NewslettersSign inAPP
spainSPAINargentinaARGENTINAchileCHILEcolombiaCOLOMBIAusaUSAmexicoMEXICOperuPERUlatin usaLATIN USAamericaAMERICA


Will UK's EU departure wreak havoc in British sport?

Foreign players in the Premier League could find their futures uncertain. Cricket, rugby and NFL are also affected.

Brexit: el deporte británico tiembla con la salida de la UE

Cowboys-Redskins Live

European stars such as West Ham's Dimitri Payet would not have had the opportunity to play in the Premier League without the Bosman ruling
Full screen
European stars such as West Ham's Dimitri Payet would not have had the opportunity to play in the Premier League without the Bosman rulingAndrew BoyersREUTERS

Britain has spoken: Yes to Brexit. The United Kingdom will now begin with its process of abandoning the European Union, and although it won’t happen immediately, the consequences will be important and far-reaching, not just politically and economically, but also in the world of sport.

Bosman ruling

Firstly, repercussions will reverberate throughout the English Premier League, with Brexit likely causing the biggest regulatory change in the relationship of players with their clubs since the Bosman ruling (a 1995 European Court of Justice decision concerning freedom of movement of workers). Without this EU law, two-thirds of European stars in England would not meet automatic non-EU visa criteria and therefore could be forced to leave. European stars that have emerged recently, such as Payet, Kanté or Martial would not have had the opportunity to make their names in the English top-flight without EU legislation, neither would Cristiano Ronaldo back in his day.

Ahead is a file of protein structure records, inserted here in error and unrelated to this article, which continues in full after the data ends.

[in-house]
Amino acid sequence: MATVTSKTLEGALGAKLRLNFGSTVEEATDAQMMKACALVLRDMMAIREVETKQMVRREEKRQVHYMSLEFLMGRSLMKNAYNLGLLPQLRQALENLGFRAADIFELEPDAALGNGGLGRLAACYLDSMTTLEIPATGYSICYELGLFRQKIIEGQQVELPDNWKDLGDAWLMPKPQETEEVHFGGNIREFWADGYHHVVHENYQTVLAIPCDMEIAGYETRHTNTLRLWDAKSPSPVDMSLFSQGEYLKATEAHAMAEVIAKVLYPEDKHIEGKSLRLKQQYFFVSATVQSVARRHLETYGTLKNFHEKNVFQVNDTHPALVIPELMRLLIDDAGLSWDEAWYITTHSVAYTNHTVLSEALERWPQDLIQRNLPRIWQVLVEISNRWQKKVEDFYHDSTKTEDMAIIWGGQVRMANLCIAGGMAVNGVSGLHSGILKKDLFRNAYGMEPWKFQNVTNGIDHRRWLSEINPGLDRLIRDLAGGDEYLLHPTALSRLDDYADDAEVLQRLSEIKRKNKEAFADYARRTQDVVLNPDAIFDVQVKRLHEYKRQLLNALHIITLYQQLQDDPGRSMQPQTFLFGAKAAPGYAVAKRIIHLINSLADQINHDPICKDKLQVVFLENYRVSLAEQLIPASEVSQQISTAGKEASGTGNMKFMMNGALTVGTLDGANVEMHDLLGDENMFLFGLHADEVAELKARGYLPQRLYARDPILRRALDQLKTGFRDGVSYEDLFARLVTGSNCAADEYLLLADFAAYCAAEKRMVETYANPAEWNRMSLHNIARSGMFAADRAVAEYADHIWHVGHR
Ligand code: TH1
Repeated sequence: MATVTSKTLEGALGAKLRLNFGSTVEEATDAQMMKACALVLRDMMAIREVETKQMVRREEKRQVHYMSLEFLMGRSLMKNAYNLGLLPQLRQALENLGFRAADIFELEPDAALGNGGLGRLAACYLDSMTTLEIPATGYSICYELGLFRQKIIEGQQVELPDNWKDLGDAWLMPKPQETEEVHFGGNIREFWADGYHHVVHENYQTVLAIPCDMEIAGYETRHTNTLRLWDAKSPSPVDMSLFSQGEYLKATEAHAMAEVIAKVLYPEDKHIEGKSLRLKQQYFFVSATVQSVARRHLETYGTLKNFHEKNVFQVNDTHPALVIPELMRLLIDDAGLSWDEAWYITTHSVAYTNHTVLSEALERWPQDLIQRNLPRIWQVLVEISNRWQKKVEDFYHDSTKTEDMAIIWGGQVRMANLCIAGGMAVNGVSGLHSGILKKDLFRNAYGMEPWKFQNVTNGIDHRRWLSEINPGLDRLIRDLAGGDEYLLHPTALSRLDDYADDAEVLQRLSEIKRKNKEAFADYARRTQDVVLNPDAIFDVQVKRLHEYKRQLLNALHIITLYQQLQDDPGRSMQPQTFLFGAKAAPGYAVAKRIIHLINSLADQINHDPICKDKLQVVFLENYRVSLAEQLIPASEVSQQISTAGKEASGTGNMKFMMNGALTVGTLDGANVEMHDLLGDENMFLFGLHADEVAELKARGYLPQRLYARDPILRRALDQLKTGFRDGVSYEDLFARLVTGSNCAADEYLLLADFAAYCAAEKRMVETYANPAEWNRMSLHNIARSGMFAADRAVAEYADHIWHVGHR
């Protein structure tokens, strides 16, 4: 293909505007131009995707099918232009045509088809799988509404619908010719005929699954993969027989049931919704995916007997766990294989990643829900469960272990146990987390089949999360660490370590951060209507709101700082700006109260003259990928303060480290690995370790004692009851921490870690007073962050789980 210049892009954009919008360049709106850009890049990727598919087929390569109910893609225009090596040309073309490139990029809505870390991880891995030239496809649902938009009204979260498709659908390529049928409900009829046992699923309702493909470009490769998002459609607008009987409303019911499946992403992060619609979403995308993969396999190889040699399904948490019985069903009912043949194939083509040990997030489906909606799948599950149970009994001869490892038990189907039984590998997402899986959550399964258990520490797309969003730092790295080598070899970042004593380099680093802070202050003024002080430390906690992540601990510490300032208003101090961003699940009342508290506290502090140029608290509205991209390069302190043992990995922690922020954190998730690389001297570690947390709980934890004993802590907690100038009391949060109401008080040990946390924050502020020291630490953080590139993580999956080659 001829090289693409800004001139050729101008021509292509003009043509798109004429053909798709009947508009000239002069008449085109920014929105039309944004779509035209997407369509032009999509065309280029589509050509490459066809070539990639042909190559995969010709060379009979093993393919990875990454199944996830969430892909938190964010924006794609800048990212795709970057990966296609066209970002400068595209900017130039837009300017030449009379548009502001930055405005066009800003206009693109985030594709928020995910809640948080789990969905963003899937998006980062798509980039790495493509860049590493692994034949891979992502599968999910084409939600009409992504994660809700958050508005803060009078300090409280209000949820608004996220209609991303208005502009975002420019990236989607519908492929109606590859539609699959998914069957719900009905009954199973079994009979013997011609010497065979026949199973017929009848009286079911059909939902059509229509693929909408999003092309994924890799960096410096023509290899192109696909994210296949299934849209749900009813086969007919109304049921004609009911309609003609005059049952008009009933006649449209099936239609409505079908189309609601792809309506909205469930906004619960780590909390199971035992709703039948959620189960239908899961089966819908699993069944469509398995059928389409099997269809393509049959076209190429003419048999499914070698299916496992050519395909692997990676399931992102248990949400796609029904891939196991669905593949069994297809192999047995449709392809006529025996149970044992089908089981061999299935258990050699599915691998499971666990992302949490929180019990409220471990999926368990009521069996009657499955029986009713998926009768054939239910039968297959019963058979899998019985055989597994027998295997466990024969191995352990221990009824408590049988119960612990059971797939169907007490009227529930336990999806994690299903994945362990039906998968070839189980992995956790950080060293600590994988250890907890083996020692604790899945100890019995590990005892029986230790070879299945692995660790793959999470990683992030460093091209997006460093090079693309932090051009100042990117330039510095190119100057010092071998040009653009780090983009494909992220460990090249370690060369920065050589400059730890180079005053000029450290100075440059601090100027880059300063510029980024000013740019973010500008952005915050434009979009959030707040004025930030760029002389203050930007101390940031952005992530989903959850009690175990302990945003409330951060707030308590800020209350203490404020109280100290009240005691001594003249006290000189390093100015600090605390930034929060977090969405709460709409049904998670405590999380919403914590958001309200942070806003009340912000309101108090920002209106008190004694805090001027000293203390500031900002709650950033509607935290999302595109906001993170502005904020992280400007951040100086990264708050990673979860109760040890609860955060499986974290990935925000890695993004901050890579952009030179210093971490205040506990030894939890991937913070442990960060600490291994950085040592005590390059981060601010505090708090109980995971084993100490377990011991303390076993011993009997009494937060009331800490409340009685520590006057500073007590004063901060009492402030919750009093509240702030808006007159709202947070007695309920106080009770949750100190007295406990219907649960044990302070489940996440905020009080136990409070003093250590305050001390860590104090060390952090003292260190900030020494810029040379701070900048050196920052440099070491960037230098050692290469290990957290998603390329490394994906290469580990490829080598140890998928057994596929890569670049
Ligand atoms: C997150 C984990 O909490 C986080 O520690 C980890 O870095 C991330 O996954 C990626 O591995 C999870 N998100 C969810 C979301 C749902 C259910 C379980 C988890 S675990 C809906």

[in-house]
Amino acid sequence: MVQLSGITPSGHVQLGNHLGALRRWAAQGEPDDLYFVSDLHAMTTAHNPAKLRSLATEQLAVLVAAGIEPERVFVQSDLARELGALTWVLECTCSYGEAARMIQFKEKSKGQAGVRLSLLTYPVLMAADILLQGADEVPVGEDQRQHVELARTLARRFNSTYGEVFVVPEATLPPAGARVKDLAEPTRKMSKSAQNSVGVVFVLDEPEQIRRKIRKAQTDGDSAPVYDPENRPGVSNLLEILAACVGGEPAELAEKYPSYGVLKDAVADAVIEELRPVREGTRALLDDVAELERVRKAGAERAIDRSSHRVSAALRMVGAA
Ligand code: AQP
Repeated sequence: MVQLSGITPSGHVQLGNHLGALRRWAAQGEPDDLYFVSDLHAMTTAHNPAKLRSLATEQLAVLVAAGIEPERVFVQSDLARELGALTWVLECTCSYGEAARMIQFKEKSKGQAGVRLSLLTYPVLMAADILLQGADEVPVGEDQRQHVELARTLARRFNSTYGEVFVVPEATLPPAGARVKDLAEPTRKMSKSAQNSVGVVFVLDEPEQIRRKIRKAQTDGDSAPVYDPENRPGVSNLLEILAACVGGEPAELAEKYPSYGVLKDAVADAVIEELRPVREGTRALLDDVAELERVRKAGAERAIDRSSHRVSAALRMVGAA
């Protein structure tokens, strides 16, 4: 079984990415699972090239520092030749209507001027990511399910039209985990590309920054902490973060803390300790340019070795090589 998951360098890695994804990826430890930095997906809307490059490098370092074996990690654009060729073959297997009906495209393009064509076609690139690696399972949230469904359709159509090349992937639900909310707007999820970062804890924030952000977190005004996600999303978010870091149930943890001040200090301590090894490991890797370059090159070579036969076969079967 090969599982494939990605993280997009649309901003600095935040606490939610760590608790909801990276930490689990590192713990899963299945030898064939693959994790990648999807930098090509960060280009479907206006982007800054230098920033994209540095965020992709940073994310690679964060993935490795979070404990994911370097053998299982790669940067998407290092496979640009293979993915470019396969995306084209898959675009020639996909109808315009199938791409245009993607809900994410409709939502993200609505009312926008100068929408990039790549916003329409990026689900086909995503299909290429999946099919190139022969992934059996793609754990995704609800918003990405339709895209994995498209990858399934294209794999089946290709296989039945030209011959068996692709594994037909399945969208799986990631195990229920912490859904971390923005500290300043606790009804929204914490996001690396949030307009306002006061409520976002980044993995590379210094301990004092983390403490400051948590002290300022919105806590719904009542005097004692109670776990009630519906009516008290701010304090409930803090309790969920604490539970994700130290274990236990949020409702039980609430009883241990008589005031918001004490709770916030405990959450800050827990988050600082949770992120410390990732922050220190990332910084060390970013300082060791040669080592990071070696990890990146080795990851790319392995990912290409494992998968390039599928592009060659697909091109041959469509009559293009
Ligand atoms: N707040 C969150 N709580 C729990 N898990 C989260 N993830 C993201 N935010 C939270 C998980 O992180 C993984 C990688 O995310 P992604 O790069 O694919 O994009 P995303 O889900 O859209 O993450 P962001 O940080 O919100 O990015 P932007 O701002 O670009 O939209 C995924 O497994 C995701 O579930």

Cricket and rugby

Brexit won’t only impact football, either. Cricket and rugby have also benefited from the Community acquis for more than a decade, allowing teams to sign players from non-EU countries. The Cotonou Agreement and the Kolpak Ruling have seen sportsmen from South Africa, the Caribbean and the Pacific islands arrive in the UK’s domestic leagues.


The future presence of foreign athletes is not the only concern in the UK, as the Daily Telegraph reported recently. "The NFL sees London as a gateway to Europe. If the UK leaves, I think it will reconsider the deal," specialist sports lawyer Maria Patsalos told the paper.

Currently, the NFL has an agreement to play two games per season until 2020 in Wembley, and a separate deal to play games at Tottenham’s White Hart Lane, as well as plans to stage a match at Twickenham.


To be able to comment you must be registered and logged in. Forgot password?